Rian Johnson’s Knives Out is by far the most playful mystery I’ve seen this decade, skillfully walking the line between ode and original. It tinkers with the mechanics of the genre, finding just the right twists to exploit and quirks to insert. The script stirs together brilliantly vicious characters, all playing nasty enough for everyone to be a suspect. The theme plays with the current climate of heated politics with an eat-the-rich vibe throughout. But, more importantly, it’s just so damn fun.
Who Killed Harlan?
The morning after his birthday, famed crime novelist Harlan Thrombey (Christopher Plummer) is found dead in his study. Suicide? That’s what the initial report says but there’s more to this story that suggests murder. That is what private eye Benoit Blanc thinks, played by Daniel Craig with a brilliant bayou accent. He has reason enough to believe someone in the house that fateful night may be the murderer. Everyone has a motive.
The brash and cackling Ransom Thrombey (Chris Evans) is bitter about being kicked out of the will but also enjoys his family going nuts on each other. Linda Drysdale (Jamie Lee Curtis) is very dismayed by the whole situation she’d rather not talk about it. Walt Thrombey (Michael Shannon) is really hoping he’ll take ownage of Harlan’s book empire in the will, desperate that he can hold onto that wealth. Joni Thrombey (Toni Collette) is a new-age stuffy liberal who perfectly clashes with dated conservative values of Richard Drysdale (Don Johnson). And Harlan’s caregiver of Marta Cabrera (Ana de Armas) seems suspiciously silent after the murder.
An Eccentric Ensemble
Who committed the murder will not be revealed here (obviously). What I can reveal is the remarkable work of the cast at play. Armed with a devilishly sharp script, every character is a hoot to follow with cunning chemistry. Consider how Craig takes a rather darkly delight in solving the case, giving off a mild unease among the suspects. He’s having too much fun in a role where he boasts a Southern drawl. Evans plays against his usual likable persona as the smirking antagonizer of his crumbling family. When they all seem to snipe with vicious words, he can one-up any line.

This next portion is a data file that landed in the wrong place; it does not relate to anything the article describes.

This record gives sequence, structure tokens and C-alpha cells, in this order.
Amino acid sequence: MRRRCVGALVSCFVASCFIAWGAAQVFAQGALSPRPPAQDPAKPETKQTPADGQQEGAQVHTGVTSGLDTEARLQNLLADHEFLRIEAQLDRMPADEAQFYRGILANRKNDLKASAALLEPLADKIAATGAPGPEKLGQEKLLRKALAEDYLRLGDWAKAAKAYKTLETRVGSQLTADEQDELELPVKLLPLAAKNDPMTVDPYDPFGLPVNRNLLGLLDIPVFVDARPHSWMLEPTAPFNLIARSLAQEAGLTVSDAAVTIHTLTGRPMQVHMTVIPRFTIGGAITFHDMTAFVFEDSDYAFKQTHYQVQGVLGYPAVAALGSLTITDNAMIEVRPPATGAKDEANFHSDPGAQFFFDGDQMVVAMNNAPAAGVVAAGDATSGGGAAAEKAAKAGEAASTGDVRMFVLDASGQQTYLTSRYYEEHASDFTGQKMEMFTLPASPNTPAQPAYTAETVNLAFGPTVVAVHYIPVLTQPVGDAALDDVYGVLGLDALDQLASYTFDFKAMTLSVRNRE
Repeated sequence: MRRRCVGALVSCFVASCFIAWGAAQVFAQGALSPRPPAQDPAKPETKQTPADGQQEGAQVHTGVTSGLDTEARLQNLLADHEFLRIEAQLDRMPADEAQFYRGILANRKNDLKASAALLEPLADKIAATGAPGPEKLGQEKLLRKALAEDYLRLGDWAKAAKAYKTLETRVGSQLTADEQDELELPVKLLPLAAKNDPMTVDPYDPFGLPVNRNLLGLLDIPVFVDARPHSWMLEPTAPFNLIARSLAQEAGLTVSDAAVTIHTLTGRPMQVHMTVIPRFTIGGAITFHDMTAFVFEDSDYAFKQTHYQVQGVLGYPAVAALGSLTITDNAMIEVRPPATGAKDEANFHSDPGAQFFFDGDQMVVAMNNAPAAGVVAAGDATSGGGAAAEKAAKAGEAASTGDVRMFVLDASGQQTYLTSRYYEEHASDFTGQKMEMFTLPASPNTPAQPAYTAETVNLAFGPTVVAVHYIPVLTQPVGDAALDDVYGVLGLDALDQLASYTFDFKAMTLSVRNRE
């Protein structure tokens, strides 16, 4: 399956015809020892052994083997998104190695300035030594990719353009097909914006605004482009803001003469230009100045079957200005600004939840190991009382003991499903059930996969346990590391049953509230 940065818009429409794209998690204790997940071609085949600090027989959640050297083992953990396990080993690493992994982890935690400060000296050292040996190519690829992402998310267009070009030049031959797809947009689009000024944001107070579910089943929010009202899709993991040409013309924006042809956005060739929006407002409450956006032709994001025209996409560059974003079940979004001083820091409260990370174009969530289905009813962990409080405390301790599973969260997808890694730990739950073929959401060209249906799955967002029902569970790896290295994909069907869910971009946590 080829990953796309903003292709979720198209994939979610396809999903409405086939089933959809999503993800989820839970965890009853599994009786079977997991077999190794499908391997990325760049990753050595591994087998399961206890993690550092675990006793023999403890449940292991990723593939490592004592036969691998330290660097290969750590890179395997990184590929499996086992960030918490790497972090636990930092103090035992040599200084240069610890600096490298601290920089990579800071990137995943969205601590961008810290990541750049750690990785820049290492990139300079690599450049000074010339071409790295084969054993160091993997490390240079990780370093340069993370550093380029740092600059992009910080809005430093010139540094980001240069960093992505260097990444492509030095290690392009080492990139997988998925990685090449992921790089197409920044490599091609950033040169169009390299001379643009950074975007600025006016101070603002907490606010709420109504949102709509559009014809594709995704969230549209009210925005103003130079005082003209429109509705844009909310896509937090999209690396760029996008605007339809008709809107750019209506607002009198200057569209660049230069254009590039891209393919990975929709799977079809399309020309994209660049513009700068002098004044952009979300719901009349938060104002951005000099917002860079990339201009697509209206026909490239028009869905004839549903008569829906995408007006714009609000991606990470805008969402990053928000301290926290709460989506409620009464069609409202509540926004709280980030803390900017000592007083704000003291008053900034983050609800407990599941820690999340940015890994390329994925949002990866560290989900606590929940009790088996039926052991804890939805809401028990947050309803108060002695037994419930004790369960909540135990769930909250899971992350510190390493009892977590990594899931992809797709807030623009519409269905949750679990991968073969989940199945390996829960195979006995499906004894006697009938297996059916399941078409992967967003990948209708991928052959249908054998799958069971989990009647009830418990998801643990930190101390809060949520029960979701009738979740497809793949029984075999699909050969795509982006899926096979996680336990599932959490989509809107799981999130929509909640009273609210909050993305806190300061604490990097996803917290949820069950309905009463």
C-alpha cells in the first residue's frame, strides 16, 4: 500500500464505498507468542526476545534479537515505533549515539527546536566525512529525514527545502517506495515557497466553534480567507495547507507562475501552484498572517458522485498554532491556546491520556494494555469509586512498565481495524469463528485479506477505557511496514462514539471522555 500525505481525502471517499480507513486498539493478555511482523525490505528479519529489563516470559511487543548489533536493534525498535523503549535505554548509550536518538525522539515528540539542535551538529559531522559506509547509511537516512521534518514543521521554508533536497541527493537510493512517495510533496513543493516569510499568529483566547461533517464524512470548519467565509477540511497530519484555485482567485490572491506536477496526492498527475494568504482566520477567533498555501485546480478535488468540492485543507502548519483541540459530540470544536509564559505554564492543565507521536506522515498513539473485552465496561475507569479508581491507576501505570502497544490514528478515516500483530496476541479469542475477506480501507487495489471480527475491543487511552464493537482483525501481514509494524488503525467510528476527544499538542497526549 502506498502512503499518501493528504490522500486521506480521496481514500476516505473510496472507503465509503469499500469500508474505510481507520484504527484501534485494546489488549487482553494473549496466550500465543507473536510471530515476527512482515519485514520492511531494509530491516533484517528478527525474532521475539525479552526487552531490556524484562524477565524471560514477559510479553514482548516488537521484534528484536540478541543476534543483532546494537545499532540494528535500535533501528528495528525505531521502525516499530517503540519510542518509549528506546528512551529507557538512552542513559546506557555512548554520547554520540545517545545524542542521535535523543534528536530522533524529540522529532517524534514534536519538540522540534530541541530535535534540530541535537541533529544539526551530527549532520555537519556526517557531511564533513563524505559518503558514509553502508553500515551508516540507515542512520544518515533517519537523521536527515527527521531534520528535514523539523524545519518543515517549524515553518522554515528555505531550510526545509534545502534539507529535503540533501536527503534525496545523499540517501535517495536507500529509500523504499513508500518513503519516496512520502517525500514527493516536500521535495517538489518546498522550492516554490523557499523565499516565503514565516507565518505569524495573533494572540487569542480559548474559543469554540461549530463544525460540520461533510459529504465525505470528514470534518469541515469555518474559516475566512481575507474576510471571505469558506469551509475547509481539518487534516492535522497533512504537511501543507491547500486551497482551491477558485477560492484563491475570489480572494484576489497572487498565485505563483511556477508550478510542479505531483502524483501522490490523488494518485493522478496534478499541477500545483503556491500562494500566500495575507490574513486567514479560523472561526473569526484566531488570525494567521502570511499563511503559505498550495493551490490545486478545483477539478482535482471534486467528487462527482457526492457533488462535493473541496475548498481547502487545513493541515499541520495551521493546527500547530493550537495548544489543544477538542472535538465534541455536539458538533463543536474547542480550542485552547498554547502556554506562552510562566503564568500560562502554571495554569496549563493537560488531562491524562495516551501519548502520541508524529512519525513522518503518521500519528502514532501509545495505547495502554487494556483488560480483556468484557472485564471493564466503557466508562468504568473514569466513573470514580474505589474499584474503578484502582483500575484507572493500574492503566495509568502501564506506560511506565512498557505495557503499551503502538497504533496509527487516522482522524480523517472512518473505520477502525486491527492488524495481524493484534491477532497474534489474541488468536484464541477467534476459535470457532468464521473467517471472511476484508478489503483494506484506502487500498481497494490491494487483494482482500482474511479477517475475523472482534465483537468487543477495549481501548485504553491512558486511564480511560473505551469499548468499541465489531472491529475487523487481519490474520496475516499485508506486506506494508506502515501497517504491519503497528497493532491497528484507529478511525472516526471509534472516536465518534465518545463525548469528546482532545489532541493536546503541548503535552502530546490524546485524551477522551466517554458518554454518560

Michael Shannon also has an amazing ability to seem like both a frustrated figure and an intimidating presence. Consider a scene where he tries to boast about his power by marching forward with his cane, though he’s armed with little financially. Don Johnson is almost too good as that bloated and bearded dad who just can’t wait to make his MAGA dinner speech. Though Toni Collette shines in her contention, she’s also hilarious in her glee. Consider her first meeting with Blanc where she speaks of how he knows him; “I read a tweet about a New Yorker article about you. You’re famous!”
Rian Johnson has written a script that is equal parts witty and blunt. This is mostly present in the dialogue that balances between being amusingly intelligent to savagely scathing. Craig will at one point equate solving this case to the structure of a donut with donut holes. Curtis will speak with aggravation towards the police about the murder of her father with quiet anger. And Evans will flat-out tell his family to “Eat shit.”
But what should be noted, without revealing the mystery, is that politics come into play. Johnson makes no attempts to hide his story away from the troubling online discourse or the political tensions on immigration. Both play prominent roles and those hoping the film will be an escapist vacuum may be dismayed. Those willing to let the film run with the current, however, will be stunned to discover an astute and brilliant mystery.
Yes, it wants you to harp on eating the rich, a theme most vocal in this year’s movie scene. Although there are plenty of great films on this subject (Ready or Not), this one is perhaps the most playful on the matter. The politics shape the story but doesn’t veer off course from the twisty mystery at hand, always devoted to the genre.
Although Knives Out does showcase many odes to the murder mystery, including blatant nods to Murder She Wrote, it still has enough teeth to be a darkly comedic mystery all its own. There are enough clues and twists to keep the audience guessing and surprised throughout. The cast brings their A-game, especially for actors that shine in only a handful of scenes, such as Plummer having a ball. As both an atmospheric murder mystery and a biting jab at the times, this is a genuinely entertaining picture that is sure to go down as the most notable of modern whodunnits. I know that film genre hasn’t exactly been prolific in the 21st-century but it has certainly set the bar high.
A brilliantly sharp and savage murder mystery that both plays with the genre and weaves its own originality.
- Fantastic Cast
- Fast-paced and Smart Editing
- Engaging and Twisty Mystery
- Winks a Little Much at the Genre
- Overt Politics Perhaps Too On-The-Nose
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